Alternatively, it might be justified by its function as a deterrent: the threat of the impending punishment might be such that it causes an agent to alter his or her course of action. This had some issues. The strength of this particular threat, and thus its effectiveness as a deterrent, appears to come down to one’s personal beliefs about death. The more afraid one is of death, the more effective the threat of death should be as a deterrent. If you are afraid of going to hell, then you will not want to be sent there. However, if you believe that you will go to heaven, you might be less likely to fear death. Similarly, if you are an atheist and you view death as merely the cessation of biological activity, then you would have a lesser fear of death than if you were afraid you might go to hell. If you are a radical Islamist and you view the death penalty as a death in battle, or for a cause, you might even welcome it. Thus, its effectiveness as a deterrent is probably limited by a population’s beliefs about what happens after death.

The jury is still out on whether or not societies with the death penalty are statistically less likely to have murders. But even if the death penalty were shown to be an effective deterrent, would that necessarily justify it? More on that later…

Another potential function is as a settling of a score, a payment of a debt, a restoration of the balance of justice. But this also seemed inadequate. If I am a thief, and I steal money from someone, I can repay the debt. But if I am a murderer and I take someone’s life, I cannot give that life back. Furthermore, the taking of my life by capital punishment does not bring the scales back into balance, it simply adds to the body count. Capital punishment doesn’t seem to settle a score in the same way as other punishments or acts of retribution. (But even these have their problems. If I steal Steven’s car, I can return his car or pay him a sum of money equivalent to it–but if I steal Steven’s car on a day when Steven has a very important job interview, making him unable to go, I have not only robbed him of his car, but I have also robbed him of the opportunity to get a very important job. And there is no way to repay the debt that I owe him on that score, even if I return the car, or two cars, or three.)

Some would argue instead that it provides consolation for the victims, even if it is not a proper restoration of the balance of justice. Well, it might, but that isn’t necessarily an ethical justification. Just because something provides comfort or consolation, even if it did function as an effective restoration of the scales of justice, or as a deterrent, doesn’t mean it’s right. A common justification is “an eye for an eye”–you take a life, you lose your own. But we don’t do that for other crimes. We kill killers, but… we don’t rob robbers. We don’t rape rapists. How is it that we can say: killing is wrong for a citizen but okay for the government, while rape, for instance, is wrong for both the citizen and the government? Where does the double standard start and where does it end?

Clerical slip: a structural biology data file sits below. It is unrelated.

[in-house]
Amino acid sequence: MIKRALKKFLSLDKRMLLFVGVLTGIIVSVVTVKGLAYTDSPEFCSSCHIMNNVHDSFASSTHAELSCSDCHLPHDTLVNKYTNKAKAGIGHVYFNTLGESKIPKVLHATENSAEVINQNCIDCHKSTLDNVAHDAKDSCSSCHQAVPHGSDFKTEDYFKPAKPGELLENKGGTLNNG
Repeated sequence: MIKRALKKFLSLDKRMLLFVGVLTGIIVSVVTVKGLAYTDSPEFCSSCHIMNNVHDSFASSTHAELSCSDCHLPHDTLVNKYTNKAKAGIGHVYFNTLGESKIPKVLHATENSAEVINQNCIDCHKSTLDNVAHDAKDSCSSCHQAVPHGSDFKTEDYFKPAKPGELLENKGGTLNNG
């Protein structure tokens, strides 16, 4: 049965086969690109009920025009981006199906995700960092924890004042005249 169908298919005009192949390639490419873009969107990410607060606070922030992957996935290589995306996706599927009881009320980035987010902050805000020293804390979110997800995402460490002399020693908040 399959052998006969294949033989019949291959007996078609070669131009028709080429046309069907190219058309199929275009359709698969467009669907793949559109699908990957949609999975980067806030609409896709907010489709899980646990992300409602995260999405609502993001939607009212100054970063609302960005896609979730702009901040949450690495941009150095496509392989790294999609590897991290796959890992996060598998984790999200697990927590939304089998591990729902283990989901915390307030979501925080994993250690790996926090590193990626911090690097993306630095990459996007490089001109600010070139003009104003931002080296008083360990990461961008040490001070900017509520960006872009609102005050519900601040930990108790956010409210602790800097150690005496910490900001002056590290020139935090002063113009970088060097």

Human beings have a strong sense of justice, and the desire to see it done. Punishment can satisfy that desire. We watch TV programs like Game of Thrones and get wrapped up hating certain despicable characters, and then we feel catharsis when they are punished for their misdeeds. We all have a desire to see justice, almost to the point of bloodlust. But there is a problem. Steven used the example of a villain in Bad Boys II–an otherwise “disposable mob boss” who elicits no sympathy, but who has a daughter. When the villain is defeated, or killed (I don’t know, it’s been a long time since I’ve watched Bad Boys II), there is some lingering unease–what happens to the daughter? This raises the question if in real life there are any purely disposable people, like the deplorable characters in Game of Thrones, or if people always have mitigating factors that, if known, would make their death rest less easily with us, like the not-quite-disposable mob boss from Bad Boys II. Does everyone points of sympathy? As such, is it for us to say that they deserve death? We know that most murderers and likewise messed-up people usually have tortured pasts and histories, things that can make us sympathetic to their plight. At what point do we draw the line, and for what crimes, saying: we feel sorry for you, but not sorry enough that we won’t kill you–?